Past as Prologue - Cyprus and Violation of Seniority of Claims
Problems of the Cypriot banking system were largely due to ill-advised investments in Greek assets, complicated by the unusual capital structure of Cypriot banks. A “typical” bank’s capital is 15 percent equity, 25 percent debt and 60 percent deposits. When the bank gets into trouble, the first losses are taken by equity holders, followed by debt holders and only then depositors if the value of the first two stakes is insufficient. Deposits at Bank of Cyprus and Laiki comprised 83 percent and 86 percent of the capital structure, with nearly all the rest equity. (This should have been a major red flag for anyone exposed to these banks.)
By 2013, the banks were in trouble and it was clear that someone had to take losses. Insured deposits were paid in full. But uninsured deposits are senior creditors, and receive compensation together with other senior creditors insofar as assets remain after insured depositors have been paid. (This differs from the situation in the United States and other jurisdictions where uninsured deposits are super-senior and paid ahead of senior creditors. Contrary to some conspiracy-minded Internet musings, this is nothing new and is not confiscation but merely the seniority of claims.)
However, in 2013, Cyprus confiscated nearly half of uninsured bank deposits while over €9bn in liabilities to European National Central Banks (NCBs) was not touched. NCB loans were collateralized by Greek debt instruments. Any deficiency in collateral is an unsecured claim with the same standing as other claims, including uninsured deposits. Thus, funds remaining after paying insured deposits should have been divided among remaining claims, including uninsured deposits and NCB loans, not preferentially funneled to the latter.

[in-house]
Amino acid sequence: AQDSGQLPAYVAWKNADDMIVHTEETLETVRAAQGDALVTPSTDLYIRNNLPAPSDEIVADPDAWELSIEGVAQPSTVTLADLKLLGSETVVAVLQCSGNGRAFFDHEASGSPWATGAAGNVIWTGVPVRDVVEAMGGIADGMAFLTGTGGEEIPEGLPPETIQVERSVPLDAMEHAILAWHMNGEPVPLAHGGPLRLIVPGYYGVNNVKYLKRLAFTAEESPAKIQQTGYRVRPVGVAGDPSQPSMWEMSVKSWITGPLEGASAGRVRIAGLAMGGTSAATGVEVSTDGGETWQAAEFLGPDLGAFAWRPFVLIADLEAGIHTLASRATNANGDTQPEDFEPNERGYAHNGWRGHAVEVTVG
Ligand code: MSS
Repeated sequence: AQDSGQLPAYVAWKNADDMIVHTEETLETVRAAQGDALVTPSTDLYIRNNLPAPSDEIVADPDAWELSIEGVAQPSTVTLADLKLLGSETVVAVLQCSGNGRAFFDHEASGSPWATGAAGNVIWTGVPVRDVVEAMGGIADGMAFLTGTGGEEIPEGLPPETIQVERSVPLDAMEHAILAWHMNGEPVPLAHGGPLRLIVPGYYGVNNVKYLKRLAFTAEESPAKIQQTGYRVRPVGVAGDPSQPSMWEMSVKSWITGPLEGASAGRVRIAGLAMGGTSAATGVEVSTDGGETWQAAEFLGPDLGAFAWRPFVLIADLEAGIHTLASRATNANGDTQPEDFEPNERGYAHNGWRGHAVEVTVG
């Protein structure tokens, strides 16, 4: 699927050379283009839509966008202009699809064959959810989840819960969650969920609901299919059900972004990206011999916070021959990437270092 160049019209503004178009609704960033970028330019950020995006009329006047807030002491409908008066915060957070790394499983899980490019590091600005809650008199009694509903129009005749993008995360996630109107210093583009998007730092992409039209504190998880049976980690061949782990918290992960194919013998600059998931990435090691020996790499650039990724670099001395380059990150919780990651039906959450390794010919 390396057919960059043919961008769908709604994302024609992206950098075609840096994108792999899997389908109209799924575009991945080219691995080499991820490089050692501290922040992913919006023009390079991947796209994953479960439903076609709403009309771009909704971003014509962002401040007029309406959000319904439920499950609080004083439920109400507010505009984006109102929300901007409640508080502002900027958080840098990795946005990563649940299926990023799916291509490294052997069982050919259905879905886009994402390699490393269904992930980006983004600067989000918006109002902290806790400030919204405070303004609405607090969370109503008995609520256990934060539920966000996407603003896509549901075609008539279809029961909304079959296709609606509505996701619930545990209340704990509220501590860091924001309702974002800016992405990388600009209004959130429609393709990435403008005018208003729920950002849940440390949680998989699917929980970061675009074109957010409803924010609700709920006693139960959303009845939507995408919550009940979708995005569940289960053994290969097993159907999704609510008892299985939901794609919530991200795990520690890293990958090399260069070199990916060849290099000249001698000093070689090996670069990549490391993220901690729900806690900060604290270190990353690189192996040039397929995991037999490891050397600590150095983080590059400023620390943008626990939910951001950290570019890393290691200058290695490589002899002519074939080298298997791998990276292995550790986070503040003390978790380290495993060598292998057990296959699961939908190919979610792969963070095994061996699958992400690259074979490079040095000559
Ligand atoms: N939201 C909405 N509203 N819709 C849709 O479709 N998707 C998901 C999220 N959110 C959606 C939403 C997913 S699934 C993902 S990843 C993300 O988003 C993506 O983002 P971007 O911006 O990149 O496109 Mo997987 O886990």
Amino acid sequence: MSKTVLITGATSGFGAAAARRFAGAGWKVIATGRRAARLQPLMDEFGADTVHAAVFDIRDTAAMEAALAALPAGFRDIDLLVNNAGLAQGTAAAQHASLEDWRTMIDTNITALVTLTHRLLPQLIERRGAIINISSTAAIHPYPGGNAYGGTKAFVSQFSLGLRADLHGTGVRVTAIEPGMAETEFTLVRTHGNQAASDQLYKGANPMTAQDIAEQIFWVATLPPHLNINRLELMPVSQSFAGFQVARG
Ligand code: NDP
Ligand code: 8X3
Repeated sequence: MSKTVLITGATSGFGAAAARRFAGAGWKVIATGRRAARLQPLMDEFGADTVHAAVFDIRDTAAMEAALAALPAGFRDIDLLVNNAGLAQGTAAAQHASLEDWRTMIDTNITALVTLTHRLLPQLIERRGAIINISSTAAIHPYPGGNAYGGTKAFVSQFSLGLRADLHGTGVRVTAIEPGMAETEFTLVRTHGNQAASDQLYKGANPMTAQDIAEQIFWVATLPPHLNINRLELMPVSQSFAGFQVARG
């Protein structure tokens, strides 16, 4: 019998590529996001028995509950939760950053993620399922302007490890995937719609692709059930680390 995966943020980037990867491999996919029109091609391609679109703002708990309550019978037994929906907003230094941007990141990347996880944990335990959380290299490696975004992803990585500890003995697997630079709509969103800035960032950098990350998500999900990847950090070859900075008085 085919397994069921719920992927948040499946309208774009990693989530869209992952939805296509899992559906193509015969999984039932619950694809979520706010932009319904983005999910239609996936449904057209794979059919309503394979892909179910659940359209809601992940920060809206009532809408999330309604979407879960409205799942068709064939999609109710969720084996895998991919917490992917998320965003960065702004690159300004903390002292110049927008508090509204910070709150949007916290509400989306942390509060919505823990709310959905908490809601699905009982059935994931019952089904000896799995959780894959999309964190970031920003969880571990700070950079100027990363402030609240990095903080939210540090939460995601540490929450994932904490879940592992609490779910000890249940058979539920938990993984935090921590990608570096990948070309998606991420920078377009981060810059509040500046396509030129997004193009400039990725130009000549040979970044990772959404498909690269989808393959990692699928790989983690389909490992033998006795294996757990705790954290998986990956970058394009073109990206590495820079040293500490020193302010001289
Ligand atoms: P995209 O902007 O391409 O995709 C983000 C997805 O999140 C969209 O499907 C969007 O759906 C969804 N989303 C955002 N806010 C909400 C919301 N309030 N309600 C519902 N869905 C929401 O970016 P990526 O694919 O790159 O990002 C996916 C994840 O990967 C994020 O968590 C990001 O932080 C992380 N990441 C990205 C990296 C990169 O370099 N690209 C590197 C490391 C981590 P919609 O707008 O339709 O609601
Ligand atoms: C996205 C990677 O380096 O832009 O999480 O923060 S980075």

Additionally, as a reward for expropriating uninsured deposits, the Troika extended €10bn on easy terms, and various other financial incentives were granted, allowing Cyprus to avoid default on its bonds. Thus, not only did the NCBs get paid in full, but also holders of Cypriot bonds, such as European banks and hedge funds, were made whole at the expense of depositors, since failure to redeem liabilities to NCBs would have led Cyprus to default.
Strictly speaking, this was not a sanction because it occurred before events in the Ukraine. Nevertheless, it is strikingly similar.
Returning to our four criteria, in this case the short-term damage was greater to the victim, namely depositors in Cypriot banks. Indeed many have justified this expropriation due to the shadowy source of the deposits (Russian mobsters) although in the 20 prior years no such qualms were expressed and many depositors were ordinary people and businesses. In any event, this does not validate violation of the rule of law and the sanctity of contracts.